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Lavender v. Berryhill

United States District Court, S.D. Indiana, Indianapolis Division

May 17, 2018



          Tim A. Baker United States Magistrate Judge

         I. Introduction

         Plaintiff Kenneth Lavender has a long history of bilateral knee problems, with several past surgeries. He remained working while receiving injections from the Veterans Administration for pain in the right knee, until he further injured it at work. After the injury, Lavender received a worker's compensation settlement through his employer and required arthroscopic surgery to repair a torn meniscus. His recovery was complicated by a blood clot in his leg, but with physical therapy he was released back to work at maximum medical improvement with a 10% permanent partial impairment and permanent postural restrictions. More than a year after the injury, Lavender filed for disability insurance benefits and supplemental security income from the Social Security Administration asserting a complete inability to engage in substantial gainful activity. While awaiting his hearing with an Administrative Law Judge, Lavender suffered a second meniscus tear in the same knee, which again required arthroscopic surgery.

         Following SSA's denial of his applications for benefits, Lavender filed this suit asserting that the ALJ's conclusion that he could sustain the ability to stand and walk most of the day in order to complete light work is not supported by substantial evidence. He further asserts that the ALJ's decision to give limited weight to the opinion of a treating specialist and the Appeals Council's decision that evidence submitted after the hearing was not new and material are contrary to the regulations. [Filing No. 17.] As explained below, the ALJ's decision is far from perfect, but nevertheless, the Court denies Lavender's request to remand his claims and affirms the ALJ's decision.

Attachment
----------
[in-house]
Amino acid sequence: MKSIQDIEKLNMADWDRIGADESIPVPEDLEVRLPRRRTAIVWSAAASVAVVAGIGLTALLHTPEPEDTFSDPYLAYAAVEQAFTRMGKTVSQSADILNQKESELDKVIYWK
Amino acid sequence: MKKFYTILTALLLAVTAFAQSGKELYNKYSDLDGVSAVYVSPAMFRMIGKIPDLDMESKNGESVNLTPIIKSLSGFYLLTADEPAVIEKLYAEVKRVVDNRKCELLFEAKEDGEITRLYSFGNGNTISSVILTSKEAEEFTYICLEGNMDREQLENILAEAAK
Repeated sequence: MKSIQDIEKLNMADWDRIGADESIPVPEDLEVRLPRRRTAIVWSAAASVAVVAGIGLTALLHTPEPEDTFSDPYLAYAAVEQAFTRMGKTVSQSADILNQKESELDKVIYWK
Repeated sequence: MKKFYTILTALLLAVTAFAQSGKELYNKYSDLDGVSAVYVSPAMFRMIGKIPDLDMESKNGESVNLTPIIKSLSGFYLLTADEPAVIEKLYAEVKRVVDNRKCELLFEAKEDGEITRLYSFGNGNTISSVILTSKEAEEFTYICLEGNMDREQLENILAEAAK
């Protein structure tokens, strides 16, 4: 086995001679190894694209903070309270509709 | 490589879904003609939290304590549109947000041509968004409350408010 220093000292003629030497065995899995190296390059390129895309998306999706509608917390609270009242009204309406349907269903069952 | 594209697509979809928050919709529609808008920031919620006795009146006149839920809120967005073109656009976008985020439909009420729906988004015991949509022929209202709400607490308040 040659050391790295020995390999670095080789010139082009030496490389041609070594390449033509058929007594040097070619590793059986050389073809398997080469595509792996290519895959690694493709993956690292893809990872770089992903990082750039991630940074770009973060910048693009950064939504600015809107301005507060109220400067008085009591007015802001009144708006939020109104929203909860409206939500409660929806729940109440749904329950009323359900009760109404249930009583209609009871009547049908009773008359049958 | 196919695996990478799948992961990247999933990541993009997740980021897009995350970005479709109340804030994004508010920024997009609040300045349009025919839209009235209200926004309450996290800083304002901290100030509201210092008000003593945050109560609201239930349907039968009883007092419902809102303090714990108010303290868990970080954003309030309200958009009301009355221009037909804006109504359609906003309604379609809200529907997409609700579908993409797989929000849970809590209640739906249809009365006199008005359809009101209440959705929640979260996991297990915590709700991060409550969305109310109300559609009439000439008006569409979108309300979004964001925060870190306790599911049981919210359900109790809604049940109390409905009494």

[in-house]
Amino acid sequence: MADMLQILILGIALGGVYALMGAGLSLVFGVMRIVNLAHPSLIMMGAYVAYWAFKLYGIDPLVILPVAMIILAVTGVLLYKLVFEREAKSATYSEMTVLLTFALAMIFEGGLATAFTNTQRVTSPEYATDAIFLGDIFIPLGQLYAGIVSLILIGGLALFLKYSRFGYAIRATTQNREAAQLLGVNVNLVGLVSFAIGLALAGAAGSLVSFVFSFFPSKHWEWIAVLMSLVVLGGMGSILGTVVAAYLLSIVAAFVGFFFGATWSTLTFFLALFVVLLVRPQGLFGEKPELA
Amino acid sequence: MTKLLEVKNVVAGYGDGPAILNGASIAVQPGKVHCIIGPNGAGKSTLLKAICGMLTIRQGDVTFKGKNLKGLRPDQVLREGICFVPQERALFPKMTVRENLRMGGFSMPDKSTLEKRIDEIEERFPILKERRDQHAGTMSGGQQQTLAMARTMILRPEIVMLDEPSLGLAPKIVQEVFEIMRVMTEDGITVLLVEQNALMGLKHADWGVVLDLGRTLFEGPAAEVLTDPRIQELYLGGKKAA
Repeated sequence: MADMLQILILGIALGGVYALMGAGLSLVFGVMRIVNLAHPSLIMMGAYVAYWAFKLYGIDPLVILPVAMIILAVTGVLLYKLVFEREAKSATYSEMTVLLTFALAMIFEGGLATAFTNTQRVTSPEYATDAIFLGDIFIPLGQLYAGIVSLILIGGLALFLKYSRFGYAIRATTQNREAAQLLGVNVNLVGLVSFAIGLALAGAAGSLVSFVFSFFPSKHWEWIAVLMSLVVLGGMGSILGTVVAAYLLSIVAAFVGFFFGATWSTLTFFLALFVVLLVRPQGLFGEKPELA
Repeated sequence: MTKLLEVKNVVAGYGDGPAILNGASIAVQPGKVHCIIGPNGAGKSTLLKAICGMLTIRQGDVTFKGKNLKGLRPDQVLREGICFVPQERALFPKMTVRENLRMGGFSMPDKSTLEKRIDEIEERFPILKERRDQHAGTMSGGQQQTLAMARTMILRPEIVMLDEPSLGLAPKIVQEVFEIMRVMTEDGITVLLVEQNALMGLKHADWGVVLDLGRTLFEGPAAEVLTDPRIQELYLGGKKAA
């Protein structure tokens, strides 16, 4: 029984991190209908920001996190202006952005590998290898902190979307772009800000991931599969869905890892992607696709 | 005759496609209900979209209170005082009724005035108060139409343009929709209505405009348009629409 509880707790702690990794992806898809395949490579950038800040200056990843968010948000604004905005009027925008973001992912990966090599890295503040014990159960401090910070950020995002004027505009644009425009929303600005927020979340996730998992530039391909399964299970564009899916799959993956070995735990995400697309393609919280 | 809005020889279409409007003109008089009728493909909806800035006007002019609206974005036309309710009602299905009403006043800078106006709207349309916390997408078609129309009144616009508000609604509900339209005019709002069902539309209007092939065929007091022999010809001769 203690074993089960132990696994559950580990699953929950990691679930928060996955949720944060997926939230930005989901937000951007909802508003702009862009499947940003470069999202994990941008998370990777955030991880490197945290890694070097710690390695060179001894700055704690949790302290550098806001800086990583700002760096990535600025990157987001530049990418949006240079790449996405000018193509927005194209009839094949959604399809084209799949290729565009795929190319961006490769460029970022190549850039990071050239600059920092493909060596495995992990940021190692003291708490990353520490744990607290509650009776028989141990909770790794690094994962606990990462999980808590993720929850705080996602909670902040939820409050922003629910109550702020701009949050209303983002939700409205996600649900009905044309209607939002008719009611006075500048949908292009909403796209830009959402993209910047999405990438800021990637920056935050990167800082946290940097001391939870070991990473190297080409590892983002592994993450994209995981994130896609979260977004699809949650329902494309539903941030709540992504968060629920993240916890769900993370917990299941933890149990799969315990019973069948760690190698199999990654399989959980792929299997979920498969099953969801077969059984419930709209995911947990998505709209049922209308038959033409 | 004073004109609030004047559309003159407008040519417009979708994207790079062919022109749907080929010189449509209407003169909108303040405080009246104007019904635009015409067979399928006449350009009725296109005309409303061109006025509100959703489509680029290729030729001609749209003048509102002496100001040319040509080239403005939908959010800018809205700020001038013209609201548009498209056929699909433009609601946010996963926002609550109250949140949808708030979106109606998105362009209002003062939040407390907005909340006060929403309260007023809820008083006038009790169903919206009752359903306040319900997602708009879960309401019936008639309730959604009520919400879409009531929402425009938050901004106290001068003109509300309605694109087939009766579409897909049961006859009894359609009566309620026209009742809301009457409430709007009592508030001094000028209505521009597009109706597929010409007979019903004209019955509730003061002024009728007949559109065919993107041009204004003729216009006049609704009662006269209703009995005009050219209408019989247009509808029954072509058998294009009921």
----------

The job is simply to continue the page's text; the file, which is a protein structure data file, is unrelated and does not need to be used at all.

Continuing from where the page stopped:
II. Background

         The SSA denied Lavender's DIB and SSI applications both initially and upon reconsideration. The ALJ held a hearing and issued a decision finding that Lavender was not disabled. The ALJ found Lavender had the following severe impairments: “osteoarthritis of the bilateral knees, obesity, and diabetes.” [Filing No. 13-2, at ECF p. 32; R. at 31.] In light of the entire record, the ALJ found that Lavender retained the residual functional capacity to perform a reduced range of light work including the ability to stand and walk for six hours out of an eight hour day with the opportunity to alternate positions for one to two minutes every thirty minutes. The ALJ's RFC finding stated that Lavender “can never climb, ladders, ropes, or scaffolds; he can perform all other postural activities on an occasional basis . . . .” [Filing No. 13-2, at ECF p. 33; R. at 32.] With the assistance of a vocational expert, the ALJ found that Lavender was unable to return to his past relevant work as a maintenance mechanic based on the RFC finding. However, the VE testified based on a consideration of Lavender's age, education, work experience, and RFC, that he retained the ability to perform other light jobs that exist in significant numbers in the national economy, including representative occupations as a survey worker clerk, information clerk, and cashier.